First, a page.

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Linda– “Oh, and I always work in sweats in the winter, and shorts and a t-shirt in the summer. Comfort all the way! LOL.”

Me: Okay,  so where’s the weirdest place you’ve ever written?

Linda– “It really isn’t a weird place, but I once wrote several hundred words on a Dana on my way to Alaska for vacation. Then I wrote while sitting on the bed and looking out of the window of our B&B and watching a pair of Bald Eagles teaching their chicks to fish.”

 Me: That’s so cool! (Not sure I could stay in and write with all that going on.)

Linda adds: “I’m pretty plain Jane, I suppose, compared to a lot of other writers. Too bad I don’t dance around in colorful outfits, blaring music that could wake the neighbors 10 acres over. My quieter side (some would say my inner psycho, since I write suspense) seems to be where my stories come from. Hmm I write about killers and I do my best writing when it’s dark outside. What does that say about me?”

 

Me: It says you’re a darned interesting lady! I knew there was A Story there!

So, anybody else have a question for Linda? Anything you want to know such as how many hours she writes each week, how long it takes her to write a book, does she take her characters from real life or what her favorite part of the process?

All you have to do is ask! I’m sure she’ll be glad to answer. 😀

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Game Change

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Mama when she played basketball

When I was in high school, C-Town didn’t have basketball for girls. Happily, by the time my younger sibs were in high school, they did. And (much to Mama’s delight!) they not only played, most of them excelled.

Sister Debbie and I, though, were only cheerleaders.

Sisters Cindy and Lisa and Omega were all great players. But basketball has changed for girls so over the years! Cindy and Lisa played half-court ball. I don’t remember if Omega played half-court or full court, but she played!

And now Omega’s youngest daughter is playing.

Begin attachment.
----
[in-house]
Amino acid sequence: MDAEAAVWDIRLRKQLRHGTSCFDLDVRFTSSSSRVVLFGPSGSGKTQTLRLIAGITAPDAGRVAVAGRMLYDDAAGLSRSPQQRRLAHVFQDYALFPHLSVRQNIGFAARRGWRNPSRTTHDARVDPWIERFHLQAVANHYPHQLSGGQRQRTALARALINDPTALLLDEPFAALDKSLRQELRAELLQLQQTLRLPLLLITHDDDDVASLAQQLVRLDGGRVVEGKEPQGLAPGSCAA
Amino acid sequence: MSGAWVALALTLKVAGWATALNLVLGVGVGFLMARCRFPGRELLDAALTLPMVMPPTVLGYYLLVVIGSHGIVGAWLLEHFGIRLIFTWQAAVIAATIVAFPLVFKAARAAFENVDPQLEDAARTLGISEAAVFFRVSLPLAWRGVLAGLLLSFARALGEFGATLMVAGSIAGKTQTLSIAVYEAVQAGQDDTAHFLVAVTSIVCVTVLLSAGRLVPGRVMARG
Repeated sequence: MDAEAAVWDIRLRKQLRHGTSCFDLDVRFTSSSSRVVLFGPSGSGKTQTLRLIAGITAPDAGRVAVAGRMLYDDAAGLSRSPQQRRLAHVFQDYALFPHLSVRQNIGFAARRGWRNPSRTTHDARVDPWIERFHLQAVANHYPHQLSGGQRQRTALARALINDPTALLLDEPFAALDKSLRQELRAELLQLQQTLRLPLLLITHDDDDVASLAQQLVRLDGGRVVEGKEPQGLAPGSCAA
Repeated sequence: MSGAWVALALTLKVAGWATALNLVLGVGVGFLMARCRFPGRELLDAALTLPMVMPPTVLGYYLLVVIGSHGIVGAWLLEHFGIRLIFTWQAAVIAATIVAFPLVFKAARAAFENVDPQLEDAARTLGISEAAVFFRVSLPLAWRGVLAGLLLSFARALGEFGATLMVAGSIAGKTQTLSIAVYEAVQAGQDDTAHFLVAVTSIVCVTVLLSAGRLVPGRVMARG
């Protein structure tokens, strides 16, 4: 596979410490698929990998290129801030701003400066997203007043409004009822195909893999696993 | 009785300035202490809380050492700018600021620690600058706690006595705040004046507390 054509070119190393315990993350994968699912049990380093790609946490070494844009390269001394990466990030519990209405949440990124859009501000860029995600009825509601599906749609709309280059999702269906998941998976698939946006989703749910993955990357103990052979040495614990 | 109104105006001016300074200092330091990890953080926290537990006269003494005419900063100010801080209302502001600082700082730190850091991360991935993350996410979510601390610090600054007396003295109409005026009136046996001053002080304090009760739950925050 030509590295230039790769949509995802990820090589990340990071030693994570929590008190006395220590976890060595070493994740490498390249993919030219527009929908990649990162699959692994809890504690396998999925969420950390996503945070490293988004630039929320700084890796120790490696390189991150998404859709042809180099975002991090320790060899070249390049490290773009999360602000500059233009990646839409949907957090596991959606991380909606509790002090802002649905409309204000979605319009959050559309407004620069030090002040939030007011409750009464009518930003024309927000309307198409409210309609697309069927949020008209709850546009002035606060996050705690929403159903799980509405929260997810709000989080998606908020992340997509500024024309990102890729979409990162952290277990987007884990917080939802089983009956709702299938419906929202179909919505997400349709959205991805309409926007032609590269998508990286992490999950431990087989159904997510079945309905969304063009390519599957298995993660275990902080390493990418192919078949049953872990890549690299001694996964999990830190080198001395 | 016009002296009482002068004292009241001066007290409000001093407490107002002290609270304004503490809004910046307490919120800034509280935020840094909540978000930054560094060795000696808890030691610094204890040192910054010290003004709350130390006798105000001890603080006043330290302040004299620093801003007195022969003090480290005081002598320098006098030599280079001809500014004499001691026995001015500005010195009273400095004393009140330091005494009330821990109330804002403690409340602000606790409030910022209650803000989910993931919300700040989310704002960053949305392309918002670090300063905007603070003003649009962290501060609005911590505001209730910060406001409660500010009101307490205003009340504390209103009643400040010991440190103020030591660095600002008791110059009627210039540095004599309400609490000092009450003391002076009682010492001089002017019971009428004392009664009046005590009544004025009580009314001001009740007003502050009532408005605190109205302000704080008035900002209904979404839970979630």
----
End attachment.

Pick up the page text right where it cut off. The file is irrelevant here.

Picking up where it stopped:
Omega and her daughter. (Daughter doesn't wear this dress when she plays.)

Omega and her daughter. (Daughter doesn’t normally wear this dress when she plays. Or ever.)

And, not surprisingly, she’s pretty darn good. (Said her aunt who couldn’t be a bit prejudiced and couldn’t hit a basket without a tall ladder.)

So Friday afternoon, Dad and I went to watch this young’un do her stuff. Naturally, she jammed her finger before we got there and didn’t play a whole lot, but we got to see some.

While the other girls played and our Little Bit sat out to let her finger heal, Dad and I got to talking about how much bball has changed for girls.

Apparently, since they switched out the peach basket for a hoop, the guys haven’t changed all that much. But girls?

Back when Mama played–

  • Girls play half court–six girls from each team on the floor.
  • Girls could only dribble once (that’s one bounce!) and then they had to pass the ball.
  • Girls couldn’t take the ball away from one another. They could try to catch it when it was being passed, but absolutely could not try to snatch it out of their hands.

There are probably other differences, like what they wore or how they held their pinky while they served tea at half time, but those are the ones I heard about.

I asked Dad why for each of those old rules, and he had one answer for all of them. It wasn’t feminine.

Dribbling more than once wasn’t girlish? Ooookay.

I come from a long line of storytellers. Dad is no exception.

He told me about Old Ford’s team when Mama played. They had a tall girl (and great player) who had a hot overhead shot. She would hold the ball high and if a guard was blocking her,  she’d use the ball and push the other girl’s hands out of the way. And she nearly always made her shot.

And he followed that with another story.

Like today, back then if one of the girls got knocked down and lay there with her eyes closed, it stopped the game. So one girl, he said, got “knocked out,” stopping the entire game while everyone rushed to see if she were okay or if she needed a doctor.

Trouble was, while she was lying prone and “unconscious,” she forgot to stop chewing her gum.

By the way–the comment about serving tea was a joke.

I think. 😀